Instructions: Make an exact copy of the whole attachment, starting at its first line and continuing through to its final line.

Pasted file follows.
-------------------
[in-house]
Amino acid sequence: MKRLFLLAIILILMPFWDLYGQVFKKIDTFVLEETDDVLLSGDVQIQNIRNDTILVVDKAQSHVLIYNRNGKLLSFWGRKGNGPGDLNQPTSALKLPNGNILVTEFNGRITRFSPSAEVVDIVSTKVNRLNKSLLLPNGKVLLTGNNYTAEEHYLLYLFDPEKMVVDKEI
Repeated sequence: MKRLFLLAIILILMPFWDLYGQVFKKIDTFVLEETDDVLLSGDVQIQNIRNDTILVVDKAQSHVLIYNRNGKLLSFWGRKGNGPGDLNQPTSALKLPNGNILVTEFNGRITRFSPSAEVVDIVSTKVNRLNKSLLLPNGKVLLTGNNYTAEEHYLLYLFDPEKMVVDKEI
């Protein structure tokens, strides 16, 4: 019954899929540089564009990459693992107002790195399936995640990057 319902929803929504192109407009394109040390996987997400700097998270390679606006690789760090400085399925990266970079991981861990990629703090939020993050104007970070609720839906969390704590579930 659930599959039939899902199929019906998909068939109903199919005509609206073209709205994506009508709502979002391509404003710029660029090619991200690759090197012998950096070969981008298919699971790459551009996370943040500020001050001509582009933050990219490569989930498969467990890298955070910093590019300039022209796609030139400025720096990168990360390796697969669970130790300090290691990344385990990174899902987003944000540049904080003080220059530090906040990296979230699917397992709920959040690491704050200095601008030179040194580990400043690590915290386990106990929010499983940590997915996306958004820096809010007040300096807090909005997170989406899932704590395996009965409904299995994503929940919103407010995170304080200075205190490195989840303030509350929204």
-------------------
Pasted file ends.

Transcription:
[in-house]
Amino acid sequence: MKRLFLLAIILILMPFWDLYGQVFKKIDTFVLEETDDVLLSGDVQIQNIRNDTILVVDKAQSHVLIYNRNGKLLSFWGRKGNGPGDLNQPTSALKLPNGNILVTEFNGRITRFSPSAEVVDIVSTKVNRLNKSLLLPNGKVLLTGNNYTAEEHYLLYLFDPEKMVVDKEI
Repeated sequence: MKRLFLLAIILILMPFWDLYGQVFKKIDTFVLEETDDVLLSGDVQIQNIRNDTILVVDKAQSHVLIYNRNGKLLSFWGRKGNGPGDLNQPTSALKLPNGNILVTEFNGRITRFSPSAEVVDIVSTKVNRLNKSLLLPNGKVLLTGNNYTAEEHYLLYLFDPEKMVVDKEI
């Protein structure tokens, strides 16, 4: 019954899929540089564009990459693992107002790195399936995640990057 319902929803929504192109407009394109040390996987997400700097998270390679606006690789760090400085399925990266970079991981861990990629703090939020993050104007970070609720839906969390704590579930 659930599959039939899902199929019906998909068939109903199919005509609206073209709205994506009508709502979002391509404003710029660029090619991200690759090197012998950096070969981008298919699971790459551009996370943040500020001050001509582009933050990219490569989930498969467990890298955070910093590019300039022209796609030139400025720096990168990360390796697969669970130790300090290691990344385990990174899902987003944000540049904080003080220059530090906040990296979230699917397992709920959040690491704050200095601008030179040194580990400043690590915290386990106990929010499983940590997915996306958004820096809010007040300096807090909005997170989406899932704590395996009965409904299995994503929940919103407010995170304080200075205190490195989840303030509350929204």